TFSAs may be a no-brainer, but don't fall into the trap of neglecting your RRSP

National Post


While millions of Canadians have embraced the TFSA as a way to save for retirement, we shouldn’t forget that for many of us, RRSPs are still the vehicle of choice for long-term savings. With the RRSP deadline of March 1, 2021 just four weeks away, here are some RRSP stats, and the reason that RRSPs win, hands down, when compared to non-registered investing.

In 2020, Statistics Canada reported that Canadians held a total of $1.4 trillion in RRSPs, RRIFs and locked-in plans. It also reported that in 2018, of the 27.4 million Canadians that filed a personal income tax return, just over six million of them reported having made an RRSP contribution. Nearly one quarter of those that contributed were aged 35 to 44 and the median employment income of a contributor was $64,660. In total, over $43 billion of new money was contributed in 2018, with the median RRSP contribution being $3,130.

If we dig a little deeper by using the Canada Revenue Agency’s income statistics for the 2017 tax year, we learn that of the almost 19 million tax filers who reported income under $50,000, approximately nine per cent claimed an RRSP deduction that year. As income grows higher, however, the percentage of Canadians who claimed an RRSP deduction was significantly larger. For example, for individuals who reported income between $50,000 and $100,000 that year, nearly 41 per cent claimed an RRSP deduction. For the highest income-earners, whose income was over $100,000 (representing 2.7 million Canadians), almost 60 per cent of them claimed an RRSP deduction on their returns.

To claim a deduction on your 2020 return, you need to contribute by March 1, 2021 and the maximum amount you can contribute can be found at the very bottom of your “RRSP deduction limit statement” on your Notice of Assessment. It can also be looked up online using the CRA’s My Account. For 2021, the new RRSP dollar limit is $27,830 or 18 per cent of your 2020 earned income, whichever is lower, less any pension adjustment from your employer. (You have until March 1, 2022 to make this year’s contribution.)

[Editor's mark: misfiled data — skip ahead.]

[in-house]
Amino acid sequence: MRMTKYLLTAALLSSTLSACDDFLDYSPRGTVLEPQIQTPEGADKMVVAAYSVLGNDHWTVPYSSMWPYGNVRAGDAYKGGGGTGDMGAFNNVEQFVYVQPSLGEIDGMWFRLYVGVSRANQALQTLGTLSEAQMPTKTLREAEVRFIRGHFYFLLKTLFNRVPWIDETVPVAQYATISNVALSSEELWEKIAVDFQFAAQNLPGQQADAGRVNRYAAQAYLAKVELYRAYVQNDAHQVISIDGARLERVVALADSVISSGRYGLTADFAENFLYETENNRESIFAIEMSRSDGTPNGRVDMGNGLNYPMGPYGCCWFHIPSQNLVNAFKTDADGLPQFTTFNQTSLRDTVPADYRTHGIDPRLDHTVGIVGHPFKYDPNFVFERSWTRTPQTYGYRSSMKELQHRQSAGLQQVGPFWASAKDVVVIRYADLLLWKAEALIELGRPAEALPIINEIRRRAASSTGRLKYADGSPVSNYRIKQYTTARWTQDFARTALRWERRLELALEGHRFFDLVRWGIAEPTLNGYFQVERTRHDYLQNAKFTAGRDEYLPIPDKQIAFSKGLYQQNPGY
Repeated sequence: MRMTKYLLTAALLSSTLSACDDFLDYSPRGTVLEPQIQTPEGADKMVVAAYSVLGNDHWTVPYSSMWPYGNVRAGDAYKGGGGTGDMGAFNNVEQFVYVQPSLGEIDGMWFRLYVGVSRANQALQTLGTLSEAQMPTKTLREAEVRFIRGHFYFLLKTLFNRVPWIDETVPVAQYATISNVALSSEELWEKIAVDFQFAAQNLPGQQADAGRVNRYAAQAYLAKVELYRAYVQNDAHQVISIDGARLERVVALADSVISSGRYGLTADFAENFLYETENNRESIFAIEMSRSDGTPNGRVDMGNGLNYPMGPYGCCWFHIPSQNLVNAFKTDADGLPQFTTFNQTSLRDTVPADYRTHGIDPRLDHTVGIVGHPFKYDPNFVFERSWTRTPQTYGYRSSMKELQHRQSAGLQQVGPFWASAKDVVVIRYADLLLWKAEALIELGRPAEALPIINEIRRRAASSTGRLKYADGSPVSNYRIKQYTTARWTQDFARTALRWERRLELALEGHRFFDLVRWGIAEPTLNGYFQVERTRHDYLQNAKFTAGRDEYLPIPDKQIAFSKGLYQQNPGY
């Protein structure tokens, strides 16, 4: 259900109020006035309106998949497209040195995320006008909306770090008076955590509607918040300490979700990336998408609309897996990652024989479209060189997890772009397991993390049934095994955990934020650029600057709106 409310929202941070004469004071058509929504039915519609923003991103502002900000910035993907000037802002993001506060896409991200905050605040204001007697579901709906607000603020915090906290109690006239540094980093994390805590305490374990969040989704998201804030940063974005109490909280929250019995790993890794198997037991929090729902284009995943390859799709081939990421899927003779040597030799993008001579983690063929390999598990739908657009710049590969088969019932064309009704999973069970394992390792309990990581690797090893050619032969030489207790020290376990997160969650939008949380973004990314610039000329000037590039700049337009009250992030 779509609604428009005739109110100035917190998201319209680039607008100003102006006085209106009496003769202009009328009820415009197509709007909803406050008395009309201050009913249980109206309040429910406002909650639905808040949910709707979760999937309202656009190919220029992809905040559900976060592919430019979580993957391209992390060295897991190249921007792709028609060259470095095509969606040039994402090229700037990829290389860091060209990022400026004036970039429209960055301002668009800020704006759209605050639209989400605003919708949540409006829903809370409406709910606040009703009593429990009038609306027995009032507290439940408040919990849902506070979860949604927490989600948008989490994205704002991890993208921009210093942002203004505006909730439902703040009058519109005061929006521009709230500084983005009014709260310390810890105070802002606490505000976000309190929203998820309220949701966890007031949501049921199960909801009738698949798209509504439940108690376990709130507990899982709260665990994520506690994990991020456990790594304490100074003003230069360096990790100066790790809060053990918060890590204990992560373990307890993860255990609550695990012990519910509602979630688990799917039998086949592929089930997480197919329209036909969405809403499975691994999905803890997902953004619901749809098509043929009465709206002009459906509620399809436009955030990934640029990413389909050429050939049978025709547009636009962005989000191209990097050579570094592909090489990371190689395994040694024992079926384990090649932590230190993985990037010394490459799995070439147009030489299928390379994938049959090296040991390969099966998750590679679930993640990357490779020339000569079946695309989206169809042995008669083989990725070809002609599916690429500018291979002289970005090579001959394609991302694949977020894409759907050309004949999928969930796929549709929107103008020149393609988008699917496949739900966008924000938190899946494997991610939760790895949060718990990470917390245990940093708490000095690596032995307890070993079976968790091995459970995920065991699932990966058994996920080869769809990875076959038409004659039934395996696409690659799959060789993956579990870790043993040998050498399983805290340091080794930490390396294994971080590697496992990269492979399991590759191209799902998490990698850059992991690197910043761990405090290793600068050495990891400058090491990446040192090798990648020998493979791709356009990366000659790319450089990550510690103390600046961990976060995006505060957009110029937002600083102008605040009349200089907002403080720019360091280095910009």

In prior columns, I’ve discussed that for those without enough cash to maximize both RRSPs and TFSAs, RRSPs clearly beat TFSAs for those whose tax rate in retirement is expected to be lower than it was in the year of contribution.

Yet, each year during RRSP season, I come across well-off, highly-educated clients who, while they have fully embraced the tax-free opportunity afforded by the TFSA, often calling it a “no-brainer,” are reluctant to maximize their RRSPs since by doing so, they think they are giving up the tax advantages associated with Canadian dividends and capital gains.

After all, in a non-registered account, Canadian dividend stocks benefit from a lower tax rate due to the dividend tax credit, as well as a 50 per cent inclusion rate on capital gains if the stock is sold at a profit. It’s true that these benefits are, indeed, not available to RRSP income since amounts withdrawn from an RRSP (or its successor, a RRIF), are fully taxable at ordinary tax rates; however, what these individuals have trouble understanding is that these returns, when earned inside an RRSP/RRIF, are effectively 100 per cent tax-free (assuming your tax rate in the year of contribution is the same as in the year of withdrawal). Don’t believe me? Let me illustrate with an example.